Sean (17:30):

After finishing eighth that year, you get back to your gym. What’s your confidence level like now as you prepare to train for the rest of your career?

Noah (17:38):

Yeah, it was high for sure. And it wasn’t so much confidence like I’m the man, I got this. It was a little bit of like, I can do this, I need to make it happen. And so I was training more with the mindset that it was possible and that if I put in the work that I needed to, that I could pull it off. And then I ended up finishing eighth again the next year, which was disappointing once again because I did have now this expectation instead of don’t come in last. It was like come in first and every year it feels like there’s been this balance, this game that I’ve played where it’s do I go in with this high expectation and then get disappointed if I don’t meet it? Do I go in with no expectations and surprise myself and excuse me, sorry. I don’t know if he could hear, little burp that squeezed itself out there.

Sean (18:23):

Not a problem.

Noah (18:25):

I actually, ironically, this past year, which was my best finish yet, I imagine that you are going to get to that. So, I’m sorry if I’m jumping ahead, but I went into this year’s Games with probably the least amount of expectation, if not the lowest expectation that I had had of any Games because I’d had such a rough season leading up to it that I kind of was in my head thinking, all right, if this is going to be one of, if not my last year of competing at the Games and being able to hang with the big dogs, I want to enjoy it. I want to soak it all in and remember the good stuff and the fun stuff and not look back on it as like a disappointing experience where I was always so close and didn’t make it. I just want to have fun and really feel good about it.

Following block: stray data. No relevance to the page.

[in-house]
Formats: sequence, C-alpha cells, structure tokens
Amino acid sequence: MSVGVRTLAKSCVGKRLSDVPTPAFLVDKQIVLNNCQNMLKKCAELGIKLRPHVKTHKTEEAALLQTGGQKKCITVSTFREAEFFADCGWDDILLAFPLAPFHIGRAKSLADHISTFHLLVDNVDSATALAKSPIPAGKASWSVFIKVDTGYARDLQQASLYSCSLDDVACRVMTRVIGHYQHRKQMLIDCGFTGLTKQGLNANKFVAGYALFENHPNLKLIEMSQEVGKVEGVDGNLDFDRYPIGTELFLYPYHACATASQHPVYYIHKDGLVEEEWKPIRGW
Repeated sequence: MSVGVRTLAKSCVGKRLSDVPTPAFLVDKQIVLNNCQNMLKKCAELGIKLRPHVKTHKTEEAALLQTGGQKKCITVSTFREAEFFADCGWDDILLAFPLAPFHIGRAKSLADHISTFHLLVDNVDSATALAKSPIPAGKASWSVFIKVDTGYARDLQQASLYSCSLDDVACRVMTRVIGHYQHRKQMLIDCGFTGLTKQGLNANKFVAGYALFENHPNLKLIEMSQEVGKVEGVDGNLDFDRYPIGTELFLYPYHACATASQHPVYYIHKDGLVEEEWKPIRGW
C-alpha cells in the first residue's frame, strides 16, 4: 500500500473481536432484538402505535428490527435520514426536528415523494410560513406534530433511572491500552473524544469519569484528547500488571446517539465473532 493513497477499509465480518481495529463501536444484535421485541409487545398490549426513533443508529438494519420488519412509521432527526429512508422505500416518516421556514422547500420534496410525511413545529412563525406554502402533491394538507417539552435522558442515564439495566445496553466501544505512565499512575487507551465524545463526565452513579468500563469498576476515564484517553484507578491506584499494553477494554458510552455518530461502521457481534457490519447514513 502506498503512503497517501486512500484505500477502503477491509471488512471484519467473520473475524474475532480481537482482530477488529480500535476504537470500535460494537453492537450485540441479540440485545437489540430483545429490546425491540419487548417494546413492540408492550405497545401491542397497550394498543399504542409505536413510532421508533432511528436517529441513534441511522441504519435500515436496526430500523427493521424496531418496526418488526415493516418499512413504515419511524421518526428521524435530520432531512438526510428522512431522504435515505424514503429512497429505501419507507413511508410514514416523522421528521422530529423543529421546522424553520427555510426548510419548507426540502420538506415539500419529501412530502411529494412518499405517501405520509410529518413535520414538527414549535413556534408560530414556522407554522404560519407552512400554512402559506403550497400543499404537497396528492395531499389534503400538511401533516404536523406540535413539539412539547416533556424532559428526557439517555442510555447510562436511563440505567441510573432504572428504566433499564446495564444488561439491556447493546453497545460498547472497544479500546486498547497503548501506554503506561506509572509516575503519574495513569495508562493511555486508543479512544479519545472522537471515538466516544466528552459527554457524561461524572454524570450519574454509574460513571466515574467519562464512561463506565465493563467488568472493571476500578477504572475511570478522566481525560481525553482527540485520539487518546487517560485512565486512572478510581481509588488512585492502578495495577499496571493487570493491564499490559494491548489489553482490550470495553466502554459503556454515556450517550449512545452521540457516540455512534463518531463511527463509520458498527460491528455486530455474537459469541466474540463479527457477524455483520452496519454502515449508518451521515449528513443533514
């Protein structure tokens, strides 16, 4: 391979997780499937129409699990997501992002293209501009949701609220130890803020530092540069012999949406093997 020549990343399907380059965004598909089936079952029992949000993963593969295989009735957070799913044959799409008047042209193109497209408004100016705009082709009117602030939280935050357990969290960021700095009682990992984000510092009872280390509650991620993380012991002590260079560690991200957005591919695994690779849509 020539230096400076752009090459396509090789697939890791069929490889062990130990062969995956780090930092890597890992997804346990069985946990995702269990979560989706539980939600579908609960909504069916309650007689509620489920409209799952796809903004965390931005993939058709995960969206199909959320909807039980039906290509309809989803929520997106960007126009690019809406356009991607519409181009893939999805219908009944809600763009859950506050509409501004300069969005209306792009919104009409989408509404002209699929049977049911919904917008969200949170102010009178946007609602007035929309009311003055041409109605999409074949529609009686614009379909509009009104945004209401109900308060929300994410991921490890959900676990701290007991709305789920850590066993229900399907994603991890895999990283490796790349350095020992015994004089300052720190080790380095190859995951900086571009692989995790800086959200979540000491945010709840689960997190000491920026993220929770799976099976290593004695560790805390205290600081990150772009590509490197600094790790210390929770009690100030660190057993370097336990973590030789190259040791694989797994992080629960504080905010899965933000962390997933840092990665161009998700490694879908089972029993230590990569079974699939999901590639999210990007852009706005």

Noah (19:12):

And I guess that worked. And I’m gonna try to get myself in the same place. I think it’ll be difficult to do that this year now that I’ve done as well as I have and gotten on the podium, I think there’s going to be that subconscious expectation that that’s where I want to land again. But we’ll see. Lower expectations led to a more enjoyable experience and enjoying myself more led to a better performance.

Sean (19:40):

I was going to ask you, why do you think that worked for you on the floor? Because obviously you had your best finish in your career.

Noah (19:50):

Yeah, I think I’ve maybe just was able to be smart and play my game and not get so wrapped up in having to win every event. Years past when I really wanted to do well and I’d set an expectation for myself, I was kind of unrealistic in the events that I shouldn’t have done well in and I would have to admit that there are going to be some that are not in my favor. But in the past I would say like, no, I want to be the best. I have to be in the top five in everything. And so I’d go out really, really hyped up and really emotionally tied to every single event at the Games. And I think sometimes that led me to spiral out if I wasn’t doing well and where I could’ve maybe taken middle of the pack, I ended up going out really hot in like the top five and then really dropping off and finishing in close to last on a few events and having those in there is just not good for you.

Noah (20:53):

So this year not being so emotionally invested in each event and being able to say, Hey, a four-mile ruck run is not really something that I expect myself to win. Let me be smart about this. It’s not gonna feel good to take off and have 20 people start ahead of me, but if I just kind of hang at the same pace the whole time, maybe I’ll be able to pick some guys off the end that do it the way that I used to do it. And so I had some middle ground scores, but I didn’t really have any big blowout terrible scores this year and I had a couple really great scores. So that ended up just working out a little bit more in my favor.

Sean (21:38):

How did the addition of the cuts and knowing that you had to be at a certain level in order to survive to the next round, how did that affect the pressure that is already so great at the CrossFit Games?